Let’s not get too hasty here, there’s still 38 rounds of the draft to go between Friday and Saturday. However, a big part of victory at the draft is having a good first day.
With 77 total prospects off the board, some front offices have already cemented their contributions toward the future of their franchise. It’s tricky to peg ‘winners’ or ‘losers’ of the draft this early. Many of these prospects won't make a major league roster for years. Many may never make a major league debut. Some that actually do make a debut, could likely be in a different uniform by then.
We're taking a relatively measured approach to this in that we're favoring teams that seem to have taken players that fell in the draft in part to extraneous details. That is to say, scouting reports may be particularly favorable with regards to some prospects, especially for where they went in the draft. Here’s a look at five teams who may have done a better job than others at building prosperity:
5. St. Louis Cardinals
The Cardinals likely made the most controversial pick of the draft, taking top-rated shortstop Delvin Perez at 23rd overall. As recently as a week ago, Perez was expected to go in the top 10 picks by a couple mocks. However, a suspension involving PEDs severely hampered that possibility heading into draft day. John Mozeliak has continued to capitalize on market inefficiencies for strengthening the current Cardinals’ dynasty. Signing Jhonny Peralta following the 2013 season seems to be a comparable move, and that has worked out very well.
With their three other picks, the Cardinals took Dylan Carlson at 33rd, Dakota Hudson at 34th, and Connor Jones at 70th. While Carlson represents a substantial reach according to many scouts, Hudson was the fourth-ranked right-handed pitcher according to Baseball America prior to the draft. He ended up being the 12th right-handed pitcher to go off of the board.
4. Seattle Mariners
Before the draft, Kyle Lewis was expected to go as high as second-overall. While position players did end up going first and second, the outfielder from Mercer didn’t see his name go off the board until 11th-overall to the Mariners. That's a substantial drop. In fact, the difference between the slot money at second overall and 11th overall is nearly $4.5 million.
With their other pick on the first day, the Mariners selected Joe Rizzo with their 50th overall pick. Rizzo shows raw power from an infield spot and could end up representing good value as well.
3. Cleveland Indians
The Indians started off their draft with what could possibly be perceived as a reach in Will Benson at 14th overall. Baseball America had Benson ranked 28th among all prospects and as the seventh-best outfield prospect. Here’s the issue with marking this as a reach though: three outfielders had gone quickly off the board in the top 11 picks. It seemed as though the teams preferred the outfield prospects of the 2016 draft class more than the scouts did, and it makes sense to correct out assumptions retrospectively.
The pick that seems to really shine though is that of Nolan Jones with the Indians’ 55th overall pick. Jones wasn’t expected to go in the first round by any means, but BA did have him ranked as the second-best shortstop on the board behind Delvin Perez. With Perez’s stock plummeting, a case could have been made for Jones to go much earlier than this. Jones may convert to third base at the next level, though his bat can certainly turn heads.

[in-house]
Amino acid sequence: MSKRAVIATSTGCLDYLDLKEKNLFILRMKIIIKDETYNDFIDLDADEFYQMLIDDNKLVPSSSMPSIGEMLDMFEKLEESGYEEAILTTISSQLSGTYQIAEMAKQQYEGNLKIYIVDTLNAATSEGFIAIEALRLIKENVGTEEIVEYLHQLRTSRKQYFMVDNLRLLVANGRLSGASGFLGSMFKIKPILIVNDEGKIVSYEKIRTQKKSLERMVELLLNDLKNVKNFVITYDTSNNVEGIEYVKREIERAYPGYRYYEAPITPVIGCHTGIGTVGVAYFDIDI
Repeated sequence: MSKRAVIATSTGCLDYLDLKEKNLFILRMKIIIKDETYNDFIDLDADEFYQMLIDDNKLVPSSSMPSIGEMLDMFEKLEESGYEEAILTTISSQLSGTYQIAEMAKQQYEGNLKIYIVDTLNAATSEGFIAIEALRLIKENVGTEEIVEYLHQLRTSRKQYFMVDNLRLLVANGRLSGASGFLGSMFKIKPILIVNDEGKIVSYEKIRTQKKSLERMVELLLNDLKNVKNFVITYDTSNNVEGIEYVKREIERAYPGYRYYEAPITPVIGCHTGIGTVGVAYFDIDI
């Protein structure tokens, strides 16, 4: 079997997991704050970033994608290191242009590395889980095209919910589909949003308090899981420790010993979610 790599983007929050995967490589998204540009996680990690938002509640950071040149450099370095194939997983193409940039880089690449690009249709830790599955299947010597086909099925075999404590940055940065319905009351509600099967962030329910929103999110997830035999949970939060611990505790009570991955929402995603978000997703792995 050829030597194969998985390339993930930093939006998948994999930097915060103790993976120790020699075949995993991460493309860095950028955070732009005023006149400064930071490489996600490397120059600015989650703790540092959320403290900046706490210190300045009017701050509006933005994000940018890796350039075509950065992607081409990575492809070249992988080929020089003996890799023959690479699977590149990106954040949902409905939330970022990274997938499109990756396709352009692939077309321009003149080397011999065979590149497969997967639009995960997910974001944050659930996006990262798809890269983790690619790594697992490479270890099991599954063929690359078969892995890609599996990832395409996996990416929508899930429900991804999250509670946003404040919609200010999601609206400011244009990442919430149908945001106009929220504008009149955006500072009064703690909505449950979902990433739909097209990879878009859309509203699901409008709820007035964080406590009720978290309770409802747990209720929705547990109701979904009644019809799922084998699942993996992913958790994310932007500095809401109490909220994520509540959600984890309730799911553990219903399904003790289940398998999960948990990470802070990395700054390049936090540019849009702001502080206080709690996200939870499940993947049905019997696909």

The Indians only had two of the top 77 picks of the draft, and certainly didn’t waste either.
2. Boston Red Sox
The Red Sox were the benefactor of arguably the most storied drop come draft day. For what felt like months leading up to the draft, the consensus best player in the draft seemed to be high school right-hander Jason Groome. Not only did he not go first overall, but not even in the top 10, falling to the Red Sox at 12th overall.
Groome could end up being the best pitcher from this year's draft class. The problem with that is, we may have to wait a while to find out, as high school pitchers take substantial time to develop.
The Red Sox had the 51st pick, at which they selected shortstop C.J. Chatham. He didn’t place on Baseball America’s top 100 prospects list prior to the draft. That being said, scouts believe he is a good contact hitter and smooth defender.
1. Oakland Athletics
The only competitor to “most storied drop come draft day” is the Athletics’ newest prospect: A.J. Puk. Mere weeks leading up to the draft, Puk went first overall in ESPN’s and MLB.com's mock drafts. Instead though, the Athletics got him at sixth-overall.
While that’s not as big a drop as Groome went through, it still represents roughly $5 million of slot money. Furthermore, as a college pitcher, Puk seems more projectable and safer, though scouts did believe he was among the riskier of the college arms. We likely won’t have to wait as long with Puk as we will with Groome to really see how this turned out for the Athletics.
The Athletics didn't stop there though. They continued to roll on right-handed college pitchers, even drafting Puk’s Florida teammate Logan Shore at 47th overall. Shore seems like a safe bet to at least make the majors and has a high floor. While that may not be as appealing as high-ceiling guys, making the majors is in itself a lofty goal for many of these prospects—even second-rounders.
Meanwhile, at 37th overall, the Athletics selected Daulton Jefferies. While he is smaller in stature than some of the other pitchers and has suffered some injuries, Jefferies has a compact delivery that seems to be repeatable and features a plus-fastball and a changeup that seems to project well.